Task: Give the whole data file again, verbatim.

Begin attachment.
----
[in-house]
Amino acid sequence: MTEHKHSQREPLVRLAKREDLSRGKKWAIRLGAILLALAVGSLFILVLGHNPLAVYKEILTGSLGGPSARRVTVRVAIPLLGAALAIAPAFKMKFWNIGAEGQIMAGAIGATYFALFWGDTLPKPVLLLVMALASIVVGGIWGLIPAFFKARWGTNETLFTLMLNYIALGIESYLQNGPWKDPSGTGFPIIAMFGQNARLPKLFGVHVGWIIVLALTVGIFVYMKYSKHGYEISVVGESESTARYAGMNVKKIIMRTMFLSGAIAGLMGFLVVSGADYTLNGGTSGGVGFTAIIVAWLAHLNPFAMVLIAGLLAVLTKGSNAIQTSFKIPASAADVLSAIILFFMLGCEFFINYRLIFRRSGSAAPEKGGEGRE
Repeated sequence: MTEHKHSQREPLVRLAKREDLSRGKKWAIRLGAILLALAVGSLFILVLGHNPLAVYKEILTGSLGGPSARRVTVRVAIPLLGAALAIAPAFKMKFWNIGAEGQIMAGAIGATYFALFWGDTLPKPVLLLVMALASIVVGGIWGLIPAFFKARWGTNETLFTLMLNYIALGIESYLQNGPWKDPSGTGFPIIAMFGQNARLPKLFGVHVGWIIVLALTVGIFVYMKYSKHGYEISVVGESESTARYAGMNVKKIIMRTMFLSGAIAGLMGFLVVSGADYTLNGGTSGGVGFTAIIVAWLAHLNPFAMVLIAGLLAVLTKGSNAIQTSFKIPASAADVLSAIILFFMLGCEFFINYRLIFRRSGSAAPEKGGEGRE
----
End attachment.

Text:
[in-house]
Amino acid sequence: MTEHKHSQREPLVRLAKREDLSRGKKWAIRLGAILLALAVGSLFILVLGHNPLAVYKEILTGSLGGPSARRVTVRVAIPLLGAALAIAPAFKMKFWNIGAEGQIMAGAIGATYFALFWGDTLPKPVLLLVMALASIVVGGIWGLIPAFFKARWGTNETLFTLMLNYIALGIESYLQNGPWKDPSGTGFPIIAMFGQNARLPKLFGVHVGWIIVLALTVGIFVYMKYSKHGYEISVVGESESTARYAGMNVKKIIMRTMFLSGAIAGLMGFLVVSGADYTLNGGTSGGVGFTAIIVAWLAHLNPFAMVLIAGLLAVLTKGSNAIQTSFKIPASAADVLSAIILFFMLGCEFFINYRLIFRRSGSAAPEKGGEGRE
Repeated sequence: MTEHKHSQREPLVRLAKREDLSRGKKWAIRLGAILLALAVGSLFILVLGHNPLAVYKEILTGSLGGPSARRVTVRVAIPLLGAALAIAPAFKMKFWNIGAEGQIMAGAIGATYFALFWGDTLPKPVLLLVMALASIVVGGIWGLIPAFFKARWGTNETLFTLMLNYIALGIESYLQNGPWKDPSGTGFPIIAMFGQNARLPKLFGVHVGWIIVLALTVGIFVYMKYSKHGYEISVVGESESTARYAGMNVKKIIMRTMFLSGAIAGLMGFLVVSGADYTLNGGTSGGVGFTAIIVAWLAHLNPFAMVLIAGLLAVLTKGSNAIQTSFKIPASAADVLSAIILFFMLGCEFFINYRLIFRRSGSAAPEKGGEGRE